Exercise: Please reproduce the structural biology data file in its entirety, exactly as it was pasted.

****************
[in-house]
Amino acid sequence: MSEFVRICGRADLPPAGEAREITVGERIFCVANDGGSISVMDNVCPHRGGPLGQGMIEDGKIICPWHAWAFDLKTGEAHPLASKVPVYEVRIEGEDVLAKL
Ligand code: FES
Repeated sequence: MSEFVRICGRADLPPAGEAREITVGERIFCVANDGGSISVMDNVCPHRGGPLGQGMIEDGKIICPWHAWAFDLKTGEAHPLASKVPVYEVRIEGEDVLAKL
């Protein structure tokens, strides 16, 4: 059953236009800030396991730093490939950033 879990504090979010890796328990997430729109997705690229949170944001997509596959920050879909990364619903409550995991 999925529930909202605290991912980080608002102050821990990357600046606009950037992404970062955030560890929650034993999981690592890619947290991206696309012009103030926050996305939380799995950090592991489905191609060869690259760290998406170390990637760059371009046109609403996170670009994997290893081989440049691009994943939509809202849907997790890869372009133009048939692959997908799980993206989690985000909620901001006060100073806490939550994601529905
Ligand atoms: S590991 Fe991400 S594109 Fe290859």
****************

[in-house]
Amino acid sequence: MSEFVRICGRADLPPAGEAREITVGERIFCVANDGGSISVMDNVCPHRGGPLGQGMIEDGKIICPWHAWAFDLKTGEAHPLASKVPVYEVRIEGEDVLAKL
Ligand code: FES
Repeated sequence: MSEFVRICGRADLPPAGEAREITVGERIFCVANDGGSISVMDNVCPHRGGPLGQGMIEDGKIICPWHAWAFDLKTGEAHPLASKVPVYEVRIEGEDVLAKL
């Protein structure tokens, strides 16, 4: 059953236009800030396991730093490939950033 879990504090979010890796328990997430729109997705690229949170944001997509596959920050879909990364619903409550995991 999925529930909202605290991912980080608002102050821990990357600046606009950037992404970062955030560890929650034993999981690592890619947290991206696309012009103030926050996305939380799995950090592991489905191609060869690259760290998406170390990637760059371009046109609403996170670009994997290893081989440049691009994943939509809202849907997790890869372009133009048939692959997908799980993206989690985000909620901001006060100073806490939550994601529905
Ligand atoms: S590991 Fe991400 S594109 Fe290859």